As new Head of Learning and Skills at the Heart of England Forest, Elaine is committed to getting children and adults to spend time in the Forest.
“As the Heart of England Forest grows, the benefits for wildlife are clear for all to see. But the benefits for people are just as significant. Spending time in the Forest is a perfect antidote to the bustle and noise of modern life. If you need an excuse to visit the Forest read on.
One in ten children and as many as one in four adults are reported to be suffering from mental health conditions. But the good news is the growing body of evidence that regular contact with the natural environment also has a positive impact on mental health in children and adults. Some evidence suggests that even living close to green space can make you happier.
Whether through walking, running, cycling, volunteering or play the Forest provides a range of activities to tempt people to get more active, and it is much more beautiful than the gym! Evidence suggests that there is a link between spending more time in the natural environment, improved health and reduced obesity so download a walk route and get exploring!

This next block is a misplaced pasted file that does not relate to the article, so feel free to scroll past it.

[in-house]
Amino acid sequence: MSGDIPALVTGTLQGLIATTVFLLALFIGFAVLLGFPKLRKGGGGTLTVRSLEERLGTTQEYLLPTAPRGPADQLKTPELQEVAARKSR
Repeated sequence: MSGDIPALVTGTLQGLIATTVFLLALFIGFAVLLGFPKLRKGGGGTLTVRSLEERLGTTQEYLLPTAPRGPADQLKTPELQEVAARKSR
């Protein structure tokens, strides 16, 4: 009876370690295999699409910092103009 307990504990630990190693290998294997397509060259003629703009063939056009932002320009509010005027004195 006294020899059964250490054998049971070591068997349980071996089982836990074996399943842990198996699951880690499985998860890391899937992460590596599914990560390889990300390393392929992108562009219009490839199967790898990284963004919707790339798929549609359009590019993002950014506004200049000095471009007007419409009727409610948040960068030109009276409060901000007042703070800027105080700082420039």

The Forest is a great place to meet people and develop your relationships – whether a heart-to-heart when walking the dog, or spending time playing hide and seek with your family. For schools, time and space away from the school environment can result in relationships between peers and pupils & teachers being transformed. Heart of England Forest events and guided walks are also a great way of meeting likeminded people.
Did you know that children often learn better when they are outdoors? It means they can learn through doing and makes lessons more memorable. You would be surprised how much maths or history you can teach using trees! As well as helping pupils make accelerated academic progress, it also helps them develop valuable skills for learning, like resilience and problem solving, as well as practical skills.
For adults as well as children learning in natural environments is associated with fostering pride, belonging and involvement in the community.
Feeling connected to nature has been shown to make people more likely to take action to care for the environment, and inspiring awe and wonder about the natural world is the best way of establishing that connection. So, getting out in the Forest with your children can have a direct impact on how they live their lives, and how environmentally responsible they are as adults.
All of the above reasons are why I feel so strongly about the importance of getting people close to nature more often and illustrates why Learning and Skills is now a central part of the Heart of England Forest’s strategy.”